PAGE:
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William Shaw’s Breen and Tozer Mystery Trilogy

William Shaw’s Breen and Tozer Mystery Trilogy

Mid-summer I read the most recent mystery novel by William Shaw, The Birdwatcher.

I liked it so much I immediately ordered William Shaw’s three earlier novels and read them straight through one after the other.

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The trilogy takes place in the late 1960s in London, England. The first She’s Leaving Home, and the second The Kings of London were written in 2014, and the third A Song for the Brokenhearted in 2015, and all take place over the span of only a few years.

I knew London well at this time; I often visited with friends for school holidays and then lived there the summer after I finished High School in 1969. This was a more innocent time – but it was also a time of drugs, sex and rock and roll. This is the world in which William Shaw places Detective Sergeant Cathal “Paddy” Breen, and Constable Helen Tozer, Breen’s partner.

Breen and Tozer are working in a world without cell phones, they use typewriters with carbon paper, Wednesday is half-day closing, Twiggy and Jean Shrimpton are all the rage. The Beatles are changing, Yoko Ono and John Lennon are making news, everyone has spider plants in their homes, Bobby Kennedy is assassinated, Nixon is elected, the war in Viet Nam is escalating, American draft dodgers are leaving not only for Canada but also England. Young people are travelling in Europe and into Morocco and Afghanistan, bringing drugs into Europe through Franco’s Spain.

I found myself remembering places and events I had completely forgotten – Jumbo Records where a friend worked, the Roundhouse where rock bands often performed. During my summer in London I volunteered for an organization called Street Aid – we manned a trailer at folk and rock concerts around southern England to offer assistance to those who had taken drugs and needed help – the perk, of course, seeing all the performers. Street Aid had an office high above Trafalgar Square, while I lived in a squat in Lambeth with other young Canadians and Americans, and a young Irishman we later realized was probably an IRA supporter.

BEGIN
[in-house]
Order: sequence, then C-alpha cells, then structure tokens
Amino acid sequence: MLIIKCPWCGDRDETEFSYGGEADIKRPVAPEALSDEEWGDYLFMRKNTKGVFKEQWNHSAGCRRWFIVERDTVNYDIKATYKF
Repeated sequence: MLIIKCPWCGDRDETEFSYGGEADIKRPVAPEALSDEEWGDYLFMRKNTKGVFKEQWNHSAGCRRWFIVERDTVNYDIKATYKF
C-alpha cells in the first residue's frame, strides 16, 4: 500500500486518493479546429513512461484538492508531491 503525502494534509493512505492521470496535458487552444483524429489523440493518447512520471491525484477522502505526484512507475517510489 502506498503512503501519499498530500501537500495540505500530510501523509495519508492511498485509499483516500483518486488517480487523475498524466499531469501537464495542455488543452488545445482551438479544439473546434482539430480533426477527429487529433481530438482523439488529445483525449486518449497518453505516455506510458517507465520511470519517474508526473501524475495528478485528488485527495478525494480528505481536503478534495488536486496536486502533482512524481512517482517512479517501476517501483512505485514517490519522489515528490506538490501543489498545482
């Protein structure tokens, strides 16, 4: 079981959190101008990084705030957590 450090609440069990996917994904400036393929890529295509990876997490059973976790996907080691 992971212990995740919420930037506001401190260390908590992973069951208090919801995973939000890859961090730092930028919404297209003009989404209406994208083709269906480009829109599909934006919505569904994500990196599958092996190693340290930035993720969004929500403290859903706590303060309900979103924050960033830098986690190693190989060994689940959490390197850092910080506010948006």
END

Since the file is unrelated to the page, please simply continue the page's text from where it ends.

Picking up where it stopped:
It is uncommon in the 1960s for women to be in the police force and Helen Tozer experiences such verbal abuse and sexism it is hard to imagine that any woman could withstand it all and continue to pursue a career as a Detective. The sexism is relentless, and though it is disturbing it is not as disturbing as the corruption within the police force. It is hard to believe the lack of discipline and respect generally. Breen seems often to be alone in his attempt to be fair and follow procedure in his investigations.

Helen Tozer is young, a woman in her early 20s and she is completely in tune with the young people in London. She loves the place, having grown up on a farm in England’s southwest she is determined to have a great time and to be a police woman who makes a difference. She is smart and she is fearless.

Breen is a little older, though only in his early 30s he is out of touch with the young. Raised by his widowed father, an only child, Breen is a solitary man. A careful man who finds Helen Tozer a fascinating creature.

Together Breen and Tozer are a great team and spending time with them was a pleasure. Each novel moves forward their professional and personal relationship, though I found the crimes in the third volume of the trilogy a little more graphic and gruesome than I am comfortable reading, I still found myself needing to know what happens to these compelling characters.

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